I’ve just come across images of an incredible Jim Hodges show that was at the Gladstone Gallery in New York earlier this winter. Both the half shimmering/half rough hewn boulders and the scratched negative photographs of nature would be marvelous in a healthcare environment. A reference to nature doesn’t get much more literal or approachable than a giant rock or a photograph of a pretty sunset – but Hodges takes the grit of the rock and embellishes it beautiful with a jewel toned mirrored coating on one half, and takes the simple beauty of a sunset and roughs it up by scratching the negative. The result is soothing but engaging, precisely as the best healthcare art is. Here’s a snippet of the press release for the exhibit:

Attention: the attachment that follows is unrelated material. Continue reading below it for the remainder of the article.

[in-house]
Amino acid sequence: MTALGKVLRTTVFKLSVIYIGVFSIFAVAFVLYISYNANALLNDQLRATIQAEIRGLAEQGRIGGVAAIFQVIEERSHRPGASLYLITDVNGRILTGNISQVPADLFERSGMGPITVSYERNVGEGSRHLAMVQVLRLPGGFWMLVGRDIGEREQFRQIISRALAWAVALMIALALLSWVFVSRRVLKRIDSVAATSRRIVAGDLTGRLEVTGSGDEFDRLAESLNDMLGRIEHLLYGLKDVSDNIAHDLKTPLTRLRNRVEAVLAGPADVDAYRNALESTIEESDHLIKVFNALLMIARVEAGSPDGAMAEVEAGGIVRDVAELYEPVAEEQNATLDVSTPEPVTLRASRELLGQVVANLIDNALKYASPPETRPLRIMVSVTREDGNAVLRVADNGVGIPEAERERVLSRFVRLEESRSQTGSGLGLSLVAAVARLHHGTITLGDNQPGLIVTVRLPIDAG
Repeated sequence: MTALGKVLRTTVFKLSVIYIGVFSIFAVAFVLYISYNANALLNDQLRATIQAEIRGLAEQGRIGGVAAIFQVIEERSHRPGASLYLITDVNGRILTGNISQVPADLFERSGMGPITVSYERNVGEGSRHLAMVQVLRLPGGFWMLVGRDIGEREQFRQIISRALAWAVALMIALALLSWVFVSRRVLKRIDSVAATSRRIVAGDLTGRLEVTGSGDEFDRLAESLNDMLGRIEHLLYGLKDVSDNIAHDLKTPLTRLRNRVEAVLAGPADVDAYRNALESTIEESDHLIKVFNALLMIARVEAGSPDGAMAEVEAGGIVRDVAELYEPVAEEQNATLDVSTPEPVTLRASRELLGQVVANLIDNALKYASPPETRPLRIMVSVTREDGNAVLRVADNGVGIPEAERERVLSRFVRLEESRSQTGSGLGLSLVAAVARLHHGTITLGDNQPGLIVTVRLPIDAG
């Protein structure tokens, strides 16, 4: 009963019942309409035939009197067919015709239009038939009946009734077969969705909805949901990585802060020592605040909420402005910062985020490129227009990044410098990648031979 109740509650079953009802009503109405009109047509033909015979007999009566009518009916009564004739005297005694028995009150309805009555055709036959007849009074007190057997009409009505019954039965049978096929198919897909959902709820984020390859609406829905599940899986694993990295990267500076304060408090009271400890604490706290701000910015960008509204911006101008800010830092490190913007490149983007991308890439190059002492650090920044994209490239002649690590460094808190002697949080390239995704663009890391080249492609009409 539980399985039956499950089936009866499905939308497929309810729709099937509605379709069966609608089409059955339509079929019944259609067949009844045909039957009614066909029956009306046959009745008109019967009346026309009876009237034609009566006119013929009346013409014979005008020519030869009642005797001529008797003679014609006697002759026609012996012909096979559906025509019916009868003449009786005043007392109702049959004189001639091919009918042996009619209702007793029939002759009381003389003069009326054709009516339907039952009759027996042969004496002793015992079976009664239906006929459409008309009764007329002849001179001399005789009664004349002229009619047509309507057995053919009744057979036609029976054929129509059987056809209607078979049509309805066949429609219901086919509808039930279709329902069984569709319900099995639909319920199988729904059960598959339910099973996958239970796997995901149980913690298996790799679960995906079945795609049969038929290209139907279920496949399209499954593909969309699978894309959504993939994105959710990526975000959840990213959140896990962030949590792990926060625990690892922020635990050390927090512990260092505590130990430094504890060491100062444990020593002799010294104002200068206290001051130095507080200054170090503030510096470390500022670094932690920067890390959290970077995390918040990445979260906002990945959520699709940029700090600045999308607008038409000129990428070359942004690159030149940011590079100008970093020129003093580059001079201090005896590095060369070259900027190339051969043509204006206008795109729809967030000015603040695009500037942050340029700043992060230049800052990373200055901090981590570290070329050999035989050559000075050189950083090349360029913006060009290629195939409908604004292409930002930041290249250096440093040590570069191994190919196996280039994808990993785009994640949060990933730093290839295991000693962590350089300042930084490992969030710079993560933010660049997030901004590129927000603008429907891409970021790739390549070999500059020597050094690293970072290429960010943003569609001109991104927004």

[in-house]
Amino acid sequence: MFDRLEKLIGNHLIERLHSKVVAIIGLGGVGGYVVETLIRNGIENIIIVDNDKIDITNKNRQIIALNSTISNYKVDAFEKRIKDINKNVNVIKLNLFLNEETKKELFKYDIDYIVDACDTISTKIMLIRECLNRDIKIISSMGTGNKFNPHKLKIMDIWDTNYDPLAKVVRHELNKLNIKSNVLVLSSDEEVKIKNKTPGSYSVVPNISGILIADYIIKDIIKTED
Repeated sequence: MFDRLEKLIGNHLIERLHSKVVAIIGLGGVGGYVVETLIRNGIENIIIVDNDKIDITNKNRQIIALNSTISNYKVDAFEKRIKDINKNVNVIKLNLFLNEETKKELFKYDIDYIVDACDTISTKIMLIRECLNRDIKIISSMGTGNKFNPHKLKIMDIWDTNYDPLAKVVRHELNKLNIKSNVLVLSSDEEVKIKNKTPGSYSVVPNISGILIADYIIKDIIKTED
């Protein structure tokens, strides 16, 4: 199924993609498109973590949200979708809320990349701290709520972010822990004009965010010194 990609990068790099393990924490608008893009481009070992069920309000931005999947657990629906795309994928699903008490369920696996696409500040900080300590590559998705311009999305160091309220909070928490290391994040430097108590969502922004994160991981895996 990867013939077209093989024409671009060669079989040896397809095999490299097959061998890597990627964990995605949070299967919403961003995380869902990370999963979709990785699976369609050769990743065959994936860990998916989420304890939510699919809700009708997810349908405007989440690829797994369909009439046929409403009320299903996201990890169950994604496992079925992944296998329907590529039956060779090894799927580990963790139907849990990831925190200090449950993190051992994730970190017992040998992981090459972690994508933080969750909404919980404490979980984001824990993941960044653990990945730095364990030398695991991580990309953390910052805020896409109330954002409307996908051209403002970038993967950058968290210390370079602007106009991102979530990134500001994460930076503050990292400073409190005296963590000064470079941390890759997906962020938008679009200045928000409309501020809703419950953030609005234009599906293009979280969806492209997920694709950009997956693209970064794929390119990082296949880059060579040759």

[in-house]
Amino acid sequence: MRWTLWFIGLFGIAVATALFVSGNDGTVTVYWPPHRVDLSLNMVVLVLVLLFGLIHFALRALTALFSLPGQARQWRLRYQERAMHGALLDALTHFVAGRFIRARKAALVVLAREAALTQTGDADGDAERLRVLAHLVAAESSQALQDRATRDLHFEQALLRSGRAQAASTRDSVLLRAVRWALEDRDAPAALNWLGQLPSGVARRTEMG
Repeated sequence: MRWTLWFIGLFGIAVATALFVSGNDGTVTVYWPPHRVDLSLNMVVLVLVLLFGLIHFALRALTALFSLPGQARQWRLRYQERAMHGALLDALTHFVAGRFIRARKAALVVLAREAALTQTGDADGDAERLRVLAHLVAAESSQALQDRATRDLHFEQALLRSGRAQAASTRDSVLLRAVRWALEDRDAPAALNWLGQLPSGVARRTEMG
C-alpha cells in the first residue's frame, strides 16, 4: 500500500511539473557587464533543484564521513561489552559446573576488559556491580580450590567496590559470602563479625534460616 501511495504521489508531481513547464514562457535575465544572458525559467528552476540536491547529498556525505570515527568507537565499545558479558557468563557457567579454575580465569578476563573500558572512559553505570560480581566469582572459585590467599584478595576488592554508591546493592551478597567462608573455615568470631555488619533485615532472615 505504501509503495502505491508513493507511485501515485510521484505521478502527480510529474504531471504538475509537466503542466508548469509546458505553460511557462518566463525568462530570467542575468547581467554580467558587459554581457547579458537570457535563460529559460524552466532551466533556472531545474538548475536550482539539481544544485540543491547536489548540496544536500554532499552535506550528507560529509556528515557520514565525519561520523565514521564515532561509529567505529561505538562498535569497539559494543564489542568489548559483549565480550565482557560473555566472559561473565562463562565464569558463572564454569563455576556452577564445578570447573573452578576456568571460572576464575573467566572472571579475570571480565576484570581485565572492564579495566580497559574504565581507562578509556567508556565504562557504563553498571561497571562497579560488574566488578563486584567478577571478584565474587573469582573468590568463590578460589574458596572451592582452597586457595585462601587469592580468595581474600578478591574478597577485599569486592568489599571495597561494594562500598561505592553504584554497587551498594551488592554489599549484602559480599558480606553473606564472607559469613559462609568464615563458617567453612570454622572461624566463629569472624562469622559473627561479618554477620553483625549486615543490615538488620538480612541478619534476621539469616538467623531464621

Hodges’ practice resists the definitional aims of discourse, instead offering multilayered works that evoke resonant themes such as identity, loss, mortality, and love. In this two-part exhibition, Hodges presents several new large-scale sculptural works that investigate notions of time, movement, color, and reflection… Merging the real with the imagined, a monumental grouping of sculptures seamlessly juxtaposes dense organic forms with interventions of synthetic beauty.